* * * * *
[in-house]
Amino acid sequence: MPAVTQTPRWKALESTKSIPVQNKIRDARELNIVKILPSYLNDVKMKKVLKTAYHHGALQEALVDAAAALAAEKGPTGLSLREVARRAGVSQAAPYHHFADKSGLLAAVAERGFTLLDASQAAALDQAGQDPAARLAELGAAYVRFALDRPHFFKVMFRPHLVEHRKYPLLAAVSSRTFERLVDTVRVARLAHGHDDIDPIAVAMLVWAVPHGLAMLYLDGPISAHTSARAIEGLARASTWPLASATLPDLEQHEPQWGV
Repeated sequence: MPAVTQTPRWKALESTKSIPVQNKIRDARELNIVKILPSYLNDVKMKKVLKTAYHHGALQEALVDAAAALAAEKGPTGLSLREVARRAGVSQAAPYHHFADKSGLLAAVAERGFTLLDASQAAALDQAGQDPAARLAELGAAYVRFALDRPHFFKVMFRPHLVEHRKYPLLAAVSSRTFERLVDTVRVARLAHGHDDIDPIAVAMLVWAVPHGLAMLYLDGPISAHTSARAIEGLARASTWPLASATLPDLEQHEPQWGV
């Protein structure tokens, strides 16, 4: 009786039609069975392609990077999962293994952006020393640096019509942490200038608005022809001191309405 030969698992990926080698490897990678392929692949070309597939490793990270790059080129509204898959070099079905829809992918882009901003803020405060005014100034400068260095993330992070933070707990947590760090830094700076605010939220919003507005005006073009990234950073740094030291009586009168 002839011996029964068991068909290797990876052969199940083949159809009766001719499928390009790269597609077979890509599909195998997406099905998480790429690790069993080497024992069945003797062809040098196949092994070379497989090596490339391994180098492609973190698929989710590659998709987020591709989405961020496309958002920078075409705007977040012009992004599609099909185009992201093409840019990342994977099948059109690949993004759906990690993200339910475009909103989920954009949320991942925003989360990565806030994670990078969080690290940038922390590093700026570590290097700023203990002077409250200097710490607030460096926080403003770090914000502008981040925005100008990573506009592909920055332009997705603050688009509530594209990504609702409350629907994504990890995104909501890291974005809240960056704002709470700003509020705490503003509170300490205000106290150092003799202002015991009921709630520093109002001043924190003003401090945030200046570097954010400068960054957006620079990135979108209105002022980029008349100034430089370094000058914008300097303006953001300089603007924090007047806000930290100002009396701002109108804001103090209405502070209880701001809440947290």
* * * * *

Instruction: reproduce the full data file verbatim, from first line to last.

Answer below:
[in-house]
Amino acid sequence: MPAVTQTPRWKALESTKSIPVQNKIRDARELNIVKILPSYLNDVKMKKVLKTAYHHGALQEALVDAAAALAAEKGPTGLSLREVARRAGVSQAAPYHHFADKSGLLAAVAERGFTLLDASQAAALDQAGQDPAARLAELGAAYVRFALDRPHFFKVMFRPHLVEHRKYPLLAAVSSRTFERLVDTVRVARLAHGHDDIDPIAVAMLVWAVPHGLAMLYLDGPISAHTSARAIEGLARASTWPLASATLPDLEQHEPQWGV
Repeated sequence: MPAVTQTPRWKALESTKSIPVQNKIRDARELNIVKILPSYLNDVKMKKVLKTAYHHGALQEALVDAAAALAAEKGPTGLSLREVARRAGVSQAAPYHHFADKSGLLAAVAERGFTLLDASQAAALDQAGQDPAARLAELGAAYVRFALDRPHFFKVMFRPHLVEHRKYPLLAAVSSRTFERLVDTVRVARLAHGHDDIDPIAVAMLVWAVPHGLAMLYLDGPISAHTSARAIEGLARASTWPLASATLPDLEQHEPQWGV
């Protein structure tokens, strides 16, 4: 009786039609069975392609990077999962293994952006020393640096019509942490200038608005022809001191309405 030969698992990926080698490897990678392929692949070309597939490793990270790059080129509204898959070099079905829809992918882009901003803020405060005014100034400068260095993330992070933070707990947590760090830094700076605010939220919003507005005006073009990234950073740094030291009586009168 002839011996029964068991068909290797990876052969199940083949159809009766001719499928390009790269597609077979890509599909195998997406099905998480790429690790069993080497024992069945003797062809040098196949092994070379497989090596490339391994180098492609973190698929989710590659998709987020591709989405961020496309958002920078075409705007977040012009992004599609099909185009992201093409840019990342994977099948059109690949993004759906990690993200339910475009909103989920954009949320991942925003989360990565806030994670990078969080690290940038922390590093700026570590290097700023203990002077409250200097710490607030460096926080403003770090914000502008981040925005100008990573506009592909920055332009997705603050688009509530594209990504609702409350629907994504990890995104909501890291974005809240960056704002709470700003509020705490503003509170300490205000106290150092003799202002015991009921709630520093109002001043924190003003401090945030200046570097954010400068960054957006620079990135979108209105002022980029008349100034430089370094000058914008300097303006953001300089603007924090007047806000930290100002009396701002109108804001103090209405502070209880701001809440947290």